Congressman Ted Deutch released the following statement after the House of Representatives passed a repeal of the Patient Protection and Affordable Health Care Act:
"The majority of Americans want Congress to work on creating jobs, but the Republican majority in Congress has demanded we spend the opening weeks of the 112th Congress on the political spectacle of repealing health care reform.
"A repeal of the Affordable Care Act would have a devastating impact on Florida's economy. Our state has the second-highest rate of uninsured Americans in the country. For the past decade, our businesses, workers, and families have been squeezed by premium hikes from health insurance companies, growing the rolls of our uninsured from 3.1 million people in 2000 to 4.1 million in 2009. The Affordable Care Act is putting the brakes on these skyrocketing premiums this year by requiring insurers to run more efficiently or reimburse their customers for unjustifiable hikes in 2012. This year, thousands of small businesses in Florida are taking advantage of tax breaks that make covering their employees possible for the first time.
"A blanket repeal of health care reform would leave the 20,000 seniors in my district who face astronomical prescription drug bills out of luck. This repeal would kick 83,000 young Floridians off their parents' insurance plans, cause more financial hardship and heartbreak for parents who have children with pre-existing conditions, and hike co-pays on 3.2 million Medicare beneficiaries in Florida when they go get a simple check-up.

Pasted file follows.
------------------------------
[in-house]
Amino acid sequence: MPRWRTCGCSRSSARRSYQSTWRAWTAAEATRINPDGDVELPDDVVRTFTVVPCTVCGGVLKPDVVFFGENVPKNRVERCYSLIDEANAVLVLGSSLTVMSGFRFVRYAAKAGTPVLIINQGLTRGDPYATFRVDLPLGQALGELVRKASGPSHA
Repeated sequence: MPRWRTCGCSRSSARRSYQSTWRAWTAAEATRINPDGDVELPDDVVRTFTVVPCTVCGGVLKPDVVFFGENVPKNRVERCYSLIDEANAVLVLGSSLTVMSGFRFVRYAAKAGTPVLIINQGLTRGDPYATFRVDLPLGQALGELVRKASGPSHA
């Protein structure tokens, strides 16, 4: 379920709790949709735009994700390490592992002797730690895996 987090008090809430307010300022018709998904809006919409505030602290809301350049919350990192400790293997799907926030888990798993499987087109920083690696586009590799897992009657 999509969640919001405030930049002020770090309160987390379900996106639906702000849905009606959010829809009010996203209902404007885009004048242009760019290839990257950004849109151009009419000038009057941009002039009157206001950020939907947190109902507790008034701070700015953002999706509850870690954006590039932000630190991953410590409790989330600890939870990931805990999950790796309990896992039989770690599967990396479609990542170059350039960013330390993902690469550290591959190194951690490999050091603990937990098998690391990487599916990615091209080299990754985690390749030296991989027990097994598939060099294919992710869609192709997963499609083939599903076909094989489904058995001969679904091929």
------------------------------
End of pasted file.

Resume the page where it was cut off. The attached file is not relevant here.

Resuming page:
"During today's debate, I saw many of my Republican colleagues praise aspects of the Affordable Care Act -- such as improving access to primary care doctors under Medicare -- and then advocate we start from scratch. I, too, see room for improvements to the health care law passed last year, and I would welcome the opportunity to amend it. However, a total repeal of a law that is working for millions of Americans suggests that the Republican leadership is more interested in political theater than genuine collaboration and compromise."